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Not Too Crazy for Habeas

In the capital appellate defense playbook, to delay is to win.  If review of a capital case can be dragged out so long that the inmate dies of natural causes, that is a de facto commutation to a life sentence and hence a victory.

A gambit the defense side has been running for a while is to claim that the petitioner/inmate is too crazy to assist his lawyer in the habeas proceeding.  Hence, that proceeding must be stayed indefinitely, while the stay of execution remains in place.  This argument has been accepted in the notorious 9th Circuit and "9th upside down" 6th Circuit.

Today, the Supreme Court unanimously reversed both circuits in Ryan v. Gonzales, No. 10-930, joined with Tibbals v. Carter, No. 11-218.

These two cases present the question whether the incompetence of a state prisoner requires suspension of the prisoner's federal habeas corpus proceedings. We hold that neither 18 U. S. C. §3599 nor 18 U. S. C. §4241 provides such a right and that the Courts of Appeals for the Ninth and Sixth Circuits both erred in holding that district courts must stay federal habeas proceedings when petitioners are adjudged incompetent.
Justice Thomas delivered the opinion of the Court.  There are no separate opinions.
How bad were the circuits' opinions?  So bad the habeas petitioners made little or no attempt to defend them.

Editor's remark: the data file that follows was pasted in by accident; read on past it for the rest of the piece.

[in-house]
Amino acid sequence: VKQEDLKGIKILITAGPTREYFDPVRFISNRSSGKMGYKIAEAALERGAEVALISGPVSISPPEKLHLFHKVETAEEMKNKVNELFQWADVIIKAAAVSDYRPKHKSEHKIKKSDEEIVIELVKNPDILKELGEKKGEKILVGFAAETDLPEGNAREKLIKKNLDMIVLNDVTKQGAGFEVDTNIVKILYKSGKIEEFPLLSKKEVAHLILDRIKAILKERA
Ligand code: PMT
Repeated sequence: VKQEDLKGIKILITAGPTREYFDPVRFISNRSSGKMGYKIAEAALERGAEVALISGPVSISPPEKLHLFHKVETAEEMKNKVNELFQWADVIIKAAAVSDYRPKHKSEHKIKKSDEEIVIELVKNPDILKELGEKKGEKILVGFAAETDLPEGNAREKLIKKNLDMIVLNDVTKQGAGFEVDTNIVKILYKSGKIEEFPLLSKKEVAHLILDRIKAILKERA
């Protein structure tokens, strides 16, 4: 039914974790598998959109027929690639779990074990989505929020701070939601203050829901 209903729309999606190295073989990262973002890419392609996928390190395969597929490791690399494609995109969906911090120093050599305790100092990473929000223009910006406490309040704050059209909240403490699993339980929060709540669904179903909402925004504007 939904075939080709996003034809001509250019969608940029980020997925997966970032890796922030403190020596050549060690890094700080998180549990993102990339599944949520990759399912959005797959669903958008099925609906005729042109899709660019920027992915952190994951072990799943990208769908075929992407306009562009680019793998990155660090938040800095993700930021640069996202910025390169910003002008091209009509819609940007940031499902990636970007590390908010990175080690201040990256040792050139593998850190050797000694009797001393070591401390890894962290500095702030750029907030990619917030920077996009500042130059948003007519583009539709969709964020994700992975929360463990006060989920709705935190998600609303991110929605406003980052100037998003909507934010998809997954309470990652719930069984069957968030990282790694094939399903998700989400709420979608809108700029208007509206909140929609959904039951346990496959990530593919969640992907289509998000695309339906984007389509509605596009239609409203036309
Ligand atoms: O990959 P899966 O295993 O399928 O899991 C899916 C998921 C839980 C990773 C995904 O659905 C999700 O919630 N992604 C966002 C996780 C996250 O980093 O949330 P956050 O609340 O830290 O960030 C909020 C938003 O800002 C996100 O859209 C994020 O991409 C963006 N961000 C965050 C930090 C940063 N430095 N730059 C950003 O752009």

Gonzales barely defends the Ninth Circuit's interpretation of §3599. He offers a single, halfhearted argument in support of the Ninth Circuit's opinion based on our statement in McFarland v. Scott, 512 U. S. 849, 858 (1994),that "the right to counsel necessarily includes a right for that counsel meaningfully to research and present a defendant's habeas claims." 

In the Ohio case:

We would address Carter's arguments in defense of the Sixth Circuit's decision, but, there are none. Carter's brief informed us that "[t]his Court need not consider the statutory argument with which the [petitioner's] brief begins--i.e., that there is no 'statutory right' under 18 U. S. C.§4241 to be competent in habeas proceedings." Brief for Respondent in No. 11-218, p. 15. Apparently, Carter found the Sixth Circuit's reasoning indefensible. We agree.

Having disposed of the reasons the two circuits actually gave, the Court goes on to discuss in general terms when a habeas court can issue a stay due to incompetency of the petitioner.  In a criminal trial, of course, the defendant cannot be tried while incompetent.  He needs to be able to assist his lawyer with matters within his own knowledge, such as where he really was at the time of the crime or, if he was at the scene, what really happened.  Simplistically applying the same rule to habeas overlooks the fact that collateral review is further removed from the facts of the original case, and federal habeas for state prisoners is another step removed.

Encouragingly, the Court strongly reaffirms its landmark Pinholster decision: